NetFetch retrieves all of the sequences into a single RSF file. Most Wisconsin Package programs can read individual sequences directly from the RSF file. If you want to export a single sequence into a GCG single sequence file, use the program Reformat.


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There are a number of possible problems with client/server applications running over the Internet. You should determine if you are charged for network communications, and note that the security and integrity of your sequences is at risk. Also there is the possibility that a server will become overloaded and that your search will take much longer than normal or that your output will be lost altogether because of a network or server computer glitch.


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All parameters for this program may be added to the command line. Use -CHEck to view the summary below and to specify parameters before the program executes. In the summary below, the capitalized letters in the parameter names are the letters that you must type in order to use the parameter. Square brackets ([ and ]) enclose parameter values that are optional. For more information, see "Using Program Parameters" in Chapter 3, Using Programs in the User's Guide.

Minimal Syntax: % netfetch [-INfile1=]zizm99.blastp  -Default

Prompted Parameters:

-OUTfile1=name.rsf           specifies the output file name

Optional Parameters:

-TOP=10                      fetch only the top 10 sequences
-MONitor                     displays screen trace
-NOSUMmary                   suppresses the screen summary
-RAW                         saves the entire server response in a .raw file
                             sends HTTP query to NCBI's netentrez server


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The NetEntrez service was created and is maintained by the National Center for Biotechnology Information (NCBI). The NetFetch program was written by Joseph King.


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You can set the parameters listed below from the command line. For more information, see "Using Program Parameters" in Chapter 3, Using Programs in the User's Guide.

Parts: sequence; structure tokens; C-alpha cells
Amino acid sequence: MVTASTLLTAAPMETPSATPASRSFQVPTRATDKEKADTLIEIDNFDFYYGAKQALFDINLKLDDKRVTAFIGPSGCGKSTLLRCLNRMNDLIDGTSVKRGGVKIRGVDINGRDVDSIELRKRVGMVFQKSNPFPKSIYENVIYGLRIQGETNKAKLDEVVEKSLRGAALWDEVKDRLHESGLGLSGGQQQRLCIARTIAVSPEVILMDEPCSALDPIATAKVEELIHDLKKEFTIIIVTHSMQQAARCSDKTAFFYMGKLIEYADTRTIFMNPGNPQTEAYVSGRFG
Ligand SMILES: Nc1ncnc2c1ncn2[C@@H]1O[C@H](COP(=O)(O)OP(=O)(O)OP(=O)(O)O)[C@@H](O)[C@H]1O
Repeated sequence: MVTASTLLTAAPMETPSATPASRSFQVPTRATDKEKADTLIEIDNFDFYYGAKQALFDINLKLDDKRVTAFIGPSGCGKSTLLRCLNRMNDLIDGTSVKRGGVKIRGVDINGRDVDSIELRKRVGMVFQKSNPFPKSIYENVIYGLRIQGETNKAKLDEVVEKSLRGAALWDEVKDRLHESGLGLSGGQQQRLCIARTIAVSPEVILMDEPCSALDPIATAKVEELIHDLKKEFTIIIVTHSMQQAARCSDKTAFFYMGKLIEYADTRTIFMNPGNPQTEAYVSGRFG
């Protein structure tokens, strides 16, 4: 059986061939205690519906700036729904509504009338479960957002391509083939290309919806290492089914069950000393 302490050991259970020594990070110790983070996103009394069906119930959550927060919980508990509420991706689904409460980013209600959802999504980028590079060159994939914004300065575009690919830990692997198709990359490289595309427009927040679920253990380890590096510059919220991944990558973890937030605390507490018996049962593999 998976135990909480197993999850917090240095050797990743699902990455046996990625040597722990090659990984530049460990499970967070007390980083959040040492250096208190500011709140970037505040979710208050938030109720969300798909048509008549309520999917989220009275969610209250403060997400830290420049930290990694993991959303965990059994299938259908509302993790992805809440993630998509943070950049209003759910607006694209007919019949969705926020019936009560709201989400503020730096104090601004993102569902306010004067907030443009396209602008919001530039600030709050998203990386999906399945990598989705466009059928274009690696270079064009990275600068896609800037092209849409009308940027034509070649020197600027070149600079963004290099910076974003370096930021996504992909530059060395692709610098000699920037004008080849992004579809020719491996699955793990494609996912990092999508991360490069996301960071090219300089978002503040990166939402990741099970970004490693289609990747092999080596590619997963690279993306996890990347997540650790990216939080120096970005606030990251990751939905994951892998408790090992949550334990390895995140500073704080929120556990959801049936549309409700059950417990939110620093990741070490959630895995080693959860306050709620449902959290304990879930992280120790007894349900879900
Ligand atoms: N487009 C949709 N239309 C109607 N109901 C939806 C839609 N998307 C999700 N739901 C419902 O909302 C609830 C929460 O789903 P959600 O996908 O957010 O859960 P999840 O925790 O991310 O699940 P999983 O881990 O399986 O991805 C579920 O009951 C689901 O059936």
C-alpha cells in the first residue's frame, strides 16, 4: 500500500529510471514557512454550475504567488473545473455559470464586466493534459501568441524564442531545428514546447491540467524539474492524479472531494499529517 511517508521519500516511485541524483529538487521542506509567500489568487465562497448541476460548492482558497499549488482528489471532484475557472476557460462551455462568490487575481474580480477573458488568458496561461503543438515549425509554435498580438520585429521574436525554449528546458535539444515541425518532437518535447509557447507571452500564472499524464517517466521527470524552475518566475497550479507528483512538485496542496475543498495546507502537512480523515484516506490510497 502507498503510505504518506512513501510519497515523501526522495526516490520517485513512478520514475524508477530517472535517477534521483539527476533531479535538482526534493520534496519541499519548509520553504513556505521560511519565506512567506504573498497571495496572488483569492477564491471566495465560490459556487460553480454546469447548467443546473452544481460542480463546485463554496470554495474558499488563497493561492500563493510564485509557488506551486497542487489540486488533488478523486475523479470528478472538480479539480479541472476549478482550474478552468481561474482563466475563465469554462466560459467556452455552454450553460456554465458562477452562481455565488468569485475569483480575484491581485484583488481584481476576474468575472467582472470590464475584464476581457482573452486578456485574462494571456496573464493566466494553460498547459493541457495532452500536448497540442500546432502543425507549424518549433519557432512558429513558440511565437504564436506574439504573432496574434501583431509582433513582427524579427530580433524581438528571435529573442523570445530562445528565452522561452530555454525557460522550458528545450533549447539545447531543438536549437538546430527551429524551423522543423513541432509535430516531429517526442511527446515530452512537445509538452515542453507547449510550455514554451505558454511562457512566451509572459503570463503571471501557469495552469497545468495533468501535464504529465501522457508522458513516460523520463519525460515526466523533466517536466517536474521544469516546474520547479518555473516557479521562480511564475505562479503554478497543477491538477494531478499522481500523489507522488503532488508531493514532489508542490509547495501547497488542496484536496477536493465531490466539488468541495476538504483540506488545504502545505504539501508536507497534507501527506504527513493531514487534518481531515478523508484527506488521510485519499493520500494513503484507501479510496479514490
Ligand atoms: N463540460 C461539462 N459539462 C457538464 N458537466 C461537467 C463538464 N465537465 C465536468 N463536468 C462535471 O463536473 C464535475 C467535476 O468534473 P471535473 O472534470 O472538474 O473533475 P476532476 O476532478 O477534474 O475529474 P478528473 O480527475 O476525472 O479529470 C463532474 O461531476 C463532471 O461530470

limit the retrieval to the top sequences. You specify how many sequences you want to retrieve and NetFetch will request no more that that many. It always builds the request list from the sequences at the top of the list. If you specify more sequences than listed in the input file, all of the sequences in the file will be requested. If you specify zero or omit -TOP, all of the sequences in the input file will be requested.


display's a screen trace of the program's progress. Messages will display indicating the connection status to NCBI, the retrieval, and parsing of the result.


writes a summary of the program's work to the screen when you've used -Default to suppress all program interaction. A summary typically displays at the end of a program run interactively. You can suppress the summary for a program run interactively with -NOSUMmary.

You can also use this parameter to cause a summary of the program's work to be written in the log file of a program run in batch.


saves the response as it comes back from NCBI in a .raw file. The file will have the same basename as the RSF file. This file will contain the entire response from NCBI including any error or informational messages.


specifies the host, port, and command to use when making the request. You can specify the host only, in which case the default port and command are used. You must specify the host if you need to change the port or the command. Specifying the port is never necessary.

The syntax of the command assumes that a comma-separated list of sequence IDs will be concatenated to it before submission to NCBI. For example, if you specify:

% netfetch -URL=""  drome_gpdh

The actual request made to NCBI will be equivalent to making the following request from a web browser:

You can read the current version of the NetEntrez documentation on the World Wide Web at

Printed: December 9, 1998 16:24 (1162)